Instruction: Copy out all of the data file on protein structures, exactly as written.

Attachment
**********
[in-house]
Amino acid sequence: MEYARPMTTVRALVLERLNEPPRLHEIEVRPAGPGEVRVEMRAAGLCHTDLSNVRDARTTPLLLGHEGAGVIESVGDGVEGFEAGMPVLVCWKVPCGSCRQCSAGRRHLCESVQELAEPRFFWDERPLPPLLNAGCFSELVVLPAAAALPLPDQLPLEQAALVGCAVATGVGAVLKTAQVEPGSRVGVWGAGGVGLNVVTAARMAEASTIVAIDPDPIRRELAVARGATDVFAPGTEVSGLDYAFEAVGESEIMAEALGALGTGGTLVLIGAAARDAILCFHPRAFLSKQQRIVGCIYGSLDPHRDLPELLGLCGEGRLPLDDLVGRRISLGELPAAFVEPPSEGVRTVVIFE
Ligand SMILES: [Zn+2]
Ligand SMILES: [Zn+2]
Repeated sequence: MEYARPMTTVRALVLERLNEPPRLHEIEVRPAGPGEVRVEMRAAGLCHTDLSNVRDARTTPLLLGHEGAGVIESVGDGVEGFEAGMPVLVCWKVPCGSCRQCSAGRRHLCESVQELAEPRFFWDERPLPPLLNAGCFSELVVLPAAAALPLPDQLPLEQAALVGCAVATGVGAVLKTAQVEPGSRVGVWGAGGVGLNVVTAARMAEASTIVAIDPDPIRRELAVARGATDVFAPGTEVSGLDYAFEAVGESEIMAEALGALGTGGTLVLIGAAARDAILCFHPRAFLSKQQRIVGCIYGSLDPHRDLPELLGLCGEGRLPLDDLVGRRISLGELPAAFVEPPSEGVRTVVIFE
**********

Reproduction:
[in-house]
Amino acid sequence: MEYARPMTTVRALVLERLNEPPRLHEIEVRPAGPGEVRVEMRAAGLCHTDLSNVRDARTTPLLLGHEGAGVIESVGDGVEGFEAGMPVLVCWKVPCGSCRQCSAGRRHLCESVQELAEPRFFWDERPLPPLLNAGCFSELVVLPAAAALPLPDQLPLEQAALVGCAVATGVGAVLKTAQVEPGSRVGVWGAGGVGLNVVTAARMAEASTIVAIDPDPIRRELAVARGATDVFAPGTEVSGLDYAFEAVGESEIMAEALGALGTGGTLVLIGAAARDAILCFHPRAFLSKQQRIVGCIYGSLDPHRDLPELLGLCGEGRLPLDDLVGRRISLGELPAAFVEPPSEGVRTVVIFE
Ligand SMILES: [Zn+2]
Ligand SMILES: [Zn+2]
Repeated sequence: MEYARPMTTVRALVLERLNEPPRLHEIEVRPAGPGEVRVEMRAAGLCHTDLSNVRDARTTPLLLGHEGAGVIESVGDGVEGFEAGMPVLVCWKVPCGSCRQCSAGRRHLCESVQELAEPRFFWDERPLPPLLNAGCFSELVVLPAAAALPLPDQLPLEQAALVGCAVATGVGAVLKTAQVEPGSRVGVWGAGGVGLNVVTAARMAEASTIVAIDPDPIRRELAVARGATDVFAPGTEVSGLDYAFEAVGESEIMAEALGALGTGGTLVLIGAAARDAILCFHPRAFLSKQQRIVGCIYGSLDPHRDLPELLGLCGEGRLPLDDLVGRRISLGELPAAFVEPPSEGVRTVVIFE